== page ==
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The following problem is from the book "Introduction to topological manifolds".

Suppose $M$ is an $n$-dimensional manifold with boundary.
Show that the boundary of $M$ is an $(n-1)$-dimensional manifold (without boundary) when endowed with the subspace topology.

So far I’ve manged to prove that the boundary is a second countable Hausdorff space (when endowed with the subspace topology) but I’m stuck with proving it's locally homeomorphic to $\mathbb{R}^{n-1}.$

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I think you should edit your previous question instead of posting a new one: math.stackexchange.com/questions/552965/… –  Neal Nov 6 '13 at 10:26
    
Since I took the time to answer this one, please delete the old question. –  Christoph Nov 6 '13 at 10:35
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2 Answers

up vote 1 down vote accepted

Let $x\in\partial M$ be any point on the boundary of $M$. Since $M$ is a manifold with boundary, there is an open neighborhood $U$ of $x$ that is homeomorphic to an open subset $V$ of $\mathbb H^n=\{ x\in\mathbb R^n : x_n\ge 0\}$ via a homeomorphism $\phi: U\to V$. Since $x\in\partial M$ we know that $\phi(x)\in V\cap\partial\mathbb H^n$, i.e. $(\phi(x))_n=0$. Since $\phi:U\to V$ is a homeomorphism, it restricts to a homeomorphism $$\phi^{-1}(V\cap\partial\mathbb H^n) \to V\cap\partial\mathbb H^n.$$ We know that $V\cap\partial\mathbb H^n$ is open in the subspace topology on $\partial\mathbb H^n$ since $V$ is open in $\mathbb H^n$. Thus $V\cap\partial\mathbb H^n$ is an open neighborhood of $\phi(x)$ in $\partial\mathbb H^n$.

Now the open neighborhood $U\cap \partial M$ of $x$ in $\partial M$ is exactly $\phi^{-1}(V\cap\partial\mathbb H^n)$, which as we showed, is homeomorphic to an open subset of $\partial\mathbb H^n\cong\mathbb R^{n-1}$.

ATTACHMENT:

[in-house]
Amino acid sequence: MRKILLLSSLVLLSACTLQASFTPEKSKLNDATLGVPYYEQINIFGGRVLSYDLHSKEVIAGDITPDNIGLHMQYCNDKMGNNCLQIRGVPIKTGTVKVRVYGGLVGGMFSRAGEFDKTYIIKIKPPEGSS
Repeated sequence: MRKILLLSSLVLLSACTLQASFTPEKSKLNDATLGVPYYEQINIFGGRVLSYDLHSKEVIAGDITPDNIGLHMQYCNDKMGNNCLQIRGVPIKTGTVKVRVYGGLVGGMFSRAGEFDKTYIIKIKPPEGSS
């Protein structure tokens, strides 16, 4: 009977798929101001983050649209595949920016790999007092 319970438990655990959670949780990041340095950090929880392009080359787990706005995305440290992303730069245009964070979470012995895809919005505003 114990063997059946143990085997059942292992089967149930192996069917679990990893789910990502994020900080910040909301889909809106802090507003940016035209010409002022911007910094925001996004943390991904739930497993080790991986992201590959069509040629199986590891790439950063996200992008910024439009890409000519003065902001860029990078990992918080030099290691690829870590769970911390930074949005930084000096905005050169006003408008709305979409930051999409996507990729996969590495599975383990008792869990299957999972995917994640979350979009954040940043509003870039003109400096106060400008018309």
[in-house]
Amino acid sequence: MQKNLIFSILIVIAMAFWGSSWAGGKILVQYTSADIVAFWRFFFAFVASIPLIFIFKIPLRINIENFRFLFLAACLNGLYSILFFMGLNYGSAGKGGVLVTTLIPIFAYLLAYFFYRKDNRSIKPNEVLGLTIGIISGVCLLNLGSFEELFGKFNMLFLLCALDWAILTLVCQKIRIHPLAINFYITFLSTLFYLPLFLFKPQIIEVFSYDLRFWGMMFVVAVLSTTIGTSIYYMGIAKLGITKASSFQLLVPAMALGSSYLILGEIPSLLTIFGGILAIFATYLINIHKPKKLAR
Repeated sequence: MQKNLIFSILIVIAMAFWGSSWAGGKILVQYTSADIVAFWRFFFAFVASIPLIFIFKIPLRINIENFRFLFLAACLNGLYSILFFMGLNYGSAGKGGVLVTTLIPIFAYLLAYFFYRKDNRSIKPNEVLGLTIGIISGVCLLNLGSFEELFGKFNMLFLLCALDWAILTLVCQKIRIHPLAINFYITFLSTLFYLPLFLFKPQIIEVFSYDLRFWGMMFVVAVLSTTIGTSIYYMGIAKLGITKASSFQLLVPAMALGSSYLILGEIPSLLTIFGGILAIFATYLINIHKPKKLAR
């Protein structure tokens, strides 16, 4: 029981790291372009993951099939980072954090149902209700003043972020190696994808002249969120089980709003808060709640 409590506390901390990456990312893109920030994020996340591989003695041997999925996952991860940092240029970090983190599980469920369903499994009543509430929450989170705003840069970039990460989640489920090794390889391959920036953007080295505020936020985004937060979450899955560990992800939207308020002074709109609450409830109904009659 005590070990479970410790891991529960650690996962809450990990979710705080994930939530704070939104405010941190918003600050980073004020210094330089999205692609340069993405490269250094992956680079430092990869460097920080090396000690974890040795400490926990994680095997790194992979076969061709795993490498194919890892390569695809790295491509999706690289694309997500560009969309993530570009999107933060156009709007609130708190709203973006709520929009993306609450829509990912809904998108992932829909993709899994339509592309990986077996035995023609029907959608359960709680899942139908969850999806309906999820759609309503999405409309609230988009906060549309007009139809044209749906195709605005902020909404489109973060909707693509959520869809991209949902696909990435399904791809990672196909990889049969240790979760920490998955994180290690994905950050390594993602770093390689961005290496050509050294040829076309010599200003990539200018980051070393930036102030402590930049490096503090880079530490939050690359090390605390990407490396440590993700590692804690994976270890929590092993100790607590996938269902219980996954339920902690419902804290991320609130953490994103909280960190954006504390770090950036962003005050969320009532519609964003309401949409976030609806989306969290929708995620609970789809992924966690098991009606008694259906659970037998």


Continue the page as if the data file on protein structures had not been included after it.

On $\partial M$: The most simple definition of $\partial M$ would be the set of all points of $M$ that don't have open neighborhoods which are isomorphic to open sets in $\mathbb R^n$. This gives you that any coordinate chart $\phi:U\to V$ of a manifold with a boundary has to send points of $\partial M$ to points of $\partial \mathbb H^n=\{x\in\mathbb H^n : x_n=0\}$, since all other points in $\mathbb H^n$ have open neighborhoods in $\mathbb R^n$ which can be pulled back to open neighborhoods in $M$ via $\phi$.

Another definition would be that $\partial M$ consists of all points of $M$ that are mapped to points of $\partial\mathbb H^n$ via all (or equivalently one) coordinate chart.

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Why is $\phi(x)\in V\cap\partial\mathbb H^n$? –  Saal Hardali Nov 6 '13 at 10:39
    
How do you define $\partial M$? –  Christoph Nov 6 '13 at 10:40
    
It's the topological boundary. Or am i missing something? –  Saal Hardali Nov 6 '13 at 10:41
    
For a topological space $X$, the topological boundary $\partial X$ is empty, since $X$ is open and closed. By that definition $\partial M$ would be empty. Hint: One possible definition involves the boundary of $\mathbb H^n$ which is defined as $\{x\in\mathbb H^n : x_n=0\}$ –  Christoph Nov 6 '13 at 10:44
    
I added a paragraph explaining two possible definitions of $\partial M$. Feel free to check their equivalence. –  Christoph Nov 6 '13 at 11:02
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A point in an $n$-manifold $M$ with boundary is by definition either contained in an open set homeomorphic to $\mathbb R^n$ or homeomorphic to the upper half plane $\mathbb R^n_{\ge 0} = \{ (x_1, ... , x_n) | x_n \ge 0 \}$. The boundary points $u$ in $M$ are precisely the points contained in an open set homeomorphic to the upper half plane. From this you can show (by a contradiction argument) that $u$ must have coordinates of the form $u = (u_1, ..., u_{n-1}, 0)$.

To finish the proof it only remains to be shown that $u$ has a neighbourhood $N$ that is homeomorphic to $\mathbb R^{n-1}$. To this end note that if $N$ is any neighbourhood it contains an open set that is homeomorphic to an open set $U$ in the upper half plane. Let $f$ denote a homeomorphism between $U$ and the open set containing $u$.

Note that $B = \{(x_1, ...,x_{n-1}, 0) | x_i \in \mathbb R \}$ is homeomorphic to $\mathbb R^{n-1}$ and that it is a subspace of the upper half plane. Since $U$ is open in the upper half plane it follows that $U \cap B$ is open in $B$. To conclude the proof it is enough to note that $f(U \cap B)$ is open in $\partial M$ and contains $u$.

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